“Now is the time to focus the human side of work, which will allow leading firms to attract, develop and retain the workforce that is core to their future success.” – James Root, partner at Bain& Company and Bain Futures co-chair

This project by Bain& Company cast a huge net, surveying 20.000 workers across multiple countries, and leading in depth interviews with over 100 people from varying stages in life. The result is an in-depth report on what changes we may see in the future of work, and how to perhaps best anticipate these forces to harness them in positive ways. One major factor at play throughout the survey is the Covid-19 pandemic, which has led many workers to re-evaluate their work-life balance and what things they prioritise when looking for work.  What emerges then, are five key themes that will challenge the future of work and worker management.

1. Motivations for work are changing – improved living standards as well as socio-cultural shifts have changed what makes work meaningful and attractive to people, leading them to re-evaluate what things they value in a job

2. Beliefs about what makes a good job are changing – the report identifies six archetypes of workers (operators, givers, artisans, explorers, strivers and pioneers), which have different attitudes and approaches to their work, and may have different requirements to thrive in the workplace

3. Automation is helping to rehumanize work – as automation will increase, “soft” skills which are uniquely human like empathy, creativity and problem solving are becoming more valuable, which will require a “re-skilling” of workers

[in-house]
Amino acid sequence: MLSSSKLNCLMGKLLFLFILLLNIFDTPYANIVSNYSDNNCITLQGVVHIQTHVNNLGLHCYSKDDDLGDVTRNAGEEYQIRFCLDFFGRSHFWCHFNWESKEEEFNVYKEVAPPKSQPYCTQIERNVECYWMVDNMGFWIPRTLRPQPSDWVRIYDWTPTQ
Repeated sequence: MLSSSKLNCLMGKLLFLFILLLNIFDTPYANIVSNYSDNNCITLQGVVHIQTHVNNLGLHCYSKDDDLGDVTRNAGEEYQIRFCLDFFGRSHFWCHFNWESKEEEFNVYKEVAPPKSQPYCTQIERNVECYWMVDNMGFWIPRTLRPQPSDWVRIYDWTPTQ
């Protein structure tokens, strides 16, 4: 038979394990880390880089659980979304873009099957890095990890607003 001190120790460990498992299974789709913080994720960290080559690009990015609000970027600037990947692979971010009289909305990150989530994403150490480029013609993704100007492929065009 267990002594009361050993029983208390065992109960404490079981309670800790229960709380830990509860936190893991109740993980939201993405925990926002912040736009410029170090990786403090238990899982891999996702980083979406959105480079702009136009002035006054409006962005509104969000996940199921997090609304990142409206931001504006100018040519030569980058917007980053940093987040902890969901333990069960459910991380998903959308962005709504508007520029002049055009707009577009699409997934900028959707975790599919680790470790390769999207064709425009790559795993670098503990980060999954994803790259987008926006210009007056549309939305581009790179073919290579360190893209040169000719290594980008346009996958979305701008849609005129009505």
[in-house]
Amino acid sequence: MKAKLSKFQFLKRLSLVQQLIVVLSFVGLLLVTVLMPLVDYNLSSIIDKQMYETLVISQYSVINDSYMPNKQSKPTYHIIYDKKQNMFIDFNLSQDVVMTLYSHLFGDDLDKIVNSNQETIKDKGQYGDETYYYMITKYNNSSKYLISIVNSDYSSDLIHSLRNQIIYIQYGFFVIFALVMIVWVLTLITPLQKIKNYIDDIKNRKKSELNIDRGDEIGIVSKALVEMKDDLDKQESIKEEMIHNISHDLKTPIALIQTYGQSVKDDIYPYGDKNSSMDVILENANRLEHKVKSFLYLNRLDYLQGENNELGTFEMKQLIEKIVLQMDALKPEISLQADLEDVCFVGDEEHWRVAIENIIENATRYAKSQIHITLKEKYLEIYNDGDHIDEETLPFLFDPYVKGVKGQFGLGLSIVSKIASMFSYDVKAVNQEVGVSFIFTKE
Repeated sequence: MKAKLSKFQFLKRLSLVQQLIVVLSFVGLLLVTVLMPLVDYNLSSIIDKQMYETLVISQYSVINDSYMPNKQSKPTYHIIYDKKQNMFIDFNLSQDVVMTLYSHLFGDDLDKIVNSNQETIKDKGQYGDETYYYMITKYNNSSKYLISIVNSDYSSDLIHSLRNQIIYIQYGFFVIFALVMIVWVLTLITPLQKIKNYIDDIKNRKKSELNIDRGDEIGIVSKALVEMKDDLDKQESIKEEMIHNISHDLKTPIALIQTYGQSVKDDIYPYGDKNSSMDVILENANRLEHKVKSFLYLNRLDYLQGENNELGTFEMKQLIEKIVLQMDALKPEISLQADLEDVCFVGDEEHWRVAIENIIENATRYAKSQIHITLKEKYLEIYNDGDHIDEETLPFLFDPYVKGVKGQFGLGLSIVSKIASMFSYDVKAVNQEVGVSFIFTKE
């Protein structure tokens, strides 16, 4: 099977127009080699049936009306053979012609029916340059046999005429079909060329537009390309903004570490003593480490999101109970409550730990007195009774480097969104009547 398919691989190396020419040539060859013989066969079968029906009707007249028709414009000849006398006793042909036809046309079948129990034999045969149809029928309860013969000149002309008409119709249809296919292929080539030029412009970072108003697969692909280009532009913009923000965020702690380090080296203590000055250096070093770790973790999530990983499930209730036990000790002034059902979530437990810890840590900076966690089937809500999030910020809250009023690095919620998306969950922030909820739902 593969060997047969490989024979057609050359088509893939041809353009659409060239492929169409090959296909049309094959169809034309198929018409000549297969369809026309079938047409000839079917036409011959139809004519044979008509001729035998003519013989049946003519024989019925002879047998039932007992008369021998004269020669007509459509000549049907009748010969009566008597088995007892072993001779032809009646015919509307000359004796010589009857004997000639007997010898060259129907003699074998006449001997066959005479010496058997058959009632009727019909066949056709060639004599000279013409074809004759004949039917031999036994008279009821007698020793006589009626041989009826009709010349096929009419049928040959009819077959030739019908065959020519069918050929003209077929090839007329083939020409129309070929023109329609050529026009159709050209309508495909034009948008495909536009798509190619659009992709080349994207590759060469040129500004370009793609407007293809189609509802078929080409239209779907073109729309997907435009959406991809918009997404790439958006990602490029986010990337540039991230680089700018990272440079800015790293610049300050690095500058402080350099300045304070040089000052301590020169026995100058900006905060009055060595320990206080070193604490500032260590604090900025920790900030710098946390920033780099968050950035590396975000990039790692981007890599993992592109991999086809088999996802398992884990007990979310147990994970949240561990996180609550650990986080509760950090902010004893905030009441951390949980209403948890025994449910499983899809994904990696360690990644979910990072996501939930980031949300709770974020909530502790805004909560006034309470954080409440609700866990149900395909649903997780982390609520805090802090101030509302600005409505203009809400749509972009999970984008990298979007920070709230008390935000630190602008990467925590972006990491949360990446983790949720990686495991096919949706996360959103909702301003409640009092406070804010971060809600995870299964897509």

4. Technological change is blurring the boundaries of the firm – remote work and the gig economy are on the rise which may allow workers more flexibility, but challenge the social and internal cohesion of the firm

5. Younger generations are increasingly overwhelmed – financial burden, psychological strain and seemingly unattainable career goals put increasing pressure on young generations

However, the report also makes three core recommendations for business leaders looking to stay ahead in the war for talent.

First, it will be necessary to shift from being talent takers to talent makers, by anticipating the “great re-skilling” and cultivating growth and talent in their existing work force. Second, to manage workers less like machines and put more importance into their individual skills and strengths. Third, to foster a sense of belonging for all its workers while uniting them through a shared vision.

In short, success lies in putting emphasis on the workers, to train and foster their unique skills so they can become great contributors and achievers within the firm.

The whole report can be found at https://www.bain.com/about/media-center/press-releases/2022/the-working-future/